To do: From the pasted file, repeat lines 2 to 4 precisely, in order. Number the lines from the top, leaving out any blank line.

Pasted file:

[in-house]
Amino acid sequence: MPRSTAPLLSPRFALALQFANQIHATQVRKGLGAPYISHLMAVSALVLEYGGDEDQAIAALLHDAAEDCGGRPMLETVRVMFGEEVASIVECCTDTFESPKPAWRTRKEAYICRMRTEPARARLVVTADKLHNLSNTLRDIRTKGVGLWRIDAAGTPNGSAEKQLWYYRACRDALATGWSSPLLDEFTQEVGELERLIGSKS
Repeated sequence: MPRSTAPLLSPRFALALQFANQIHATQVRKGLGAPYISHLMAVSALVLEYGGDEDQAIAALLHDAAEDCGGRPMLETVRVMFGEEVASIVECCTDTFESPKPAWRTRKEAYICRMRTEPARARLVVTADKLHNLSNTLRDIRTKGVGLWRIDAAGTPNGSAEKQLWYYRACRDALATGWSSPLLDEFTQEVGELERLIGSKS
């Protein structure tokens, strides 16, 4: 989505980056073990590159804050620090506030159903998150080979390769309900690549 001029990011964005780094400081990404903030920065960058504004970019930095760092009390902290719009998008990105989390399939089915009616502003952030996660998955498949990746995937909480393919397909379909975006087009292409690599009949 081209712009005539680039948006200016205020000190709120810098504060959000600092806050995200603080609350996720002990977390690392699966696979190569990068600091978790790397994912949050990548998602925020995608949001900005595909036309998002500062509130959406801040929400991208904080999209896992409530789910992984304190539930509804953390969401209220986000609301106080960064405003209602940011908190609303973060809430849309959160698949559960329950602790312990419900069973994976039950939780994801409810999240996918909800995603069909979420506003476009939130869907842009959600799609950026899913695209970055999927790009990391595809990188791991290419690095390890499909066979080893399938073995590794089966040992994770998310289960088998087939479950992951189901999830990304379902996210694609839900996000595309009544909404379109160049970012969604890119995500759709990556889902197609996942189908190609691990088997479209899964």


Amino acid sequence: MPRSTAPLLSPRFALALQFANQIHATQVRKGLGAPYISHLMAVSALVLEYGGDEDQAIAALLHDAAEDCGGRPMLETVRVMFGEEVASIVECCTDTFESPKPAWRTRKEAYICRMRTEPARARLVVTADKLHNLSNTLRDIRTKGVGLWRIDAAGTPNGSAEKQLWYYRACRDALATGWSSPLLDEFTQEVGELERLIGSKS
Repeated sequence: MPRSTAPLLSPRFALALQFANQIHATQVRKGLGAPYISHLMAVSALVLEYGGDEDQAIAALLHDAAEDCGGRPMLETVRVMFGEEVASIVECCTDTFESPKPAWRTRKEAYICRMRTEPARARLVVTADKLHNLSNTLRDIRTKGVGLWRIDAAGTPNGSAEKQLWYYRACRDALATGWSSPLLDEFTQEVGELERLIGSKS
């Protein structure tokens, strides 16, 4: 989505980056073990590159804050620090506030159903998150080979390769309900690549 001029990011964005780094400081990404903030920065960058504004970019930095760092009390902290719009998008990105989390399939089915009616502003952030996660998955498949990746995937909480393919397909379909975006087009292409690599009949 081209712009005539680039948006200016205020000190709120810098504060959000600092806050995200603080609350996720002990977390690392699966696979190569990068600091978790790397994912949050990548998602925020995608949001900005595909036309998002500062509130959406801040929400991208904080999209896992409530789910992984304190539930509804953390969401209220986000609301106080960064405003209602940011908190609303973060809430849309959160698949559960329950602790312990419900069973994976039950939780994801409810999240996918909800995603069909979420506003476009939130869907842009959600799609950026899913695209970055999927790009990391595809990188791991290419690095390890499909066979080893399938073995590794089966040992994770998310289960088998087939479950992951189901999830990304379902996210694609839900996000595309009544909404379109160049970012969604890119995500759709990556889902197609996942189908190609691990088997479209899964």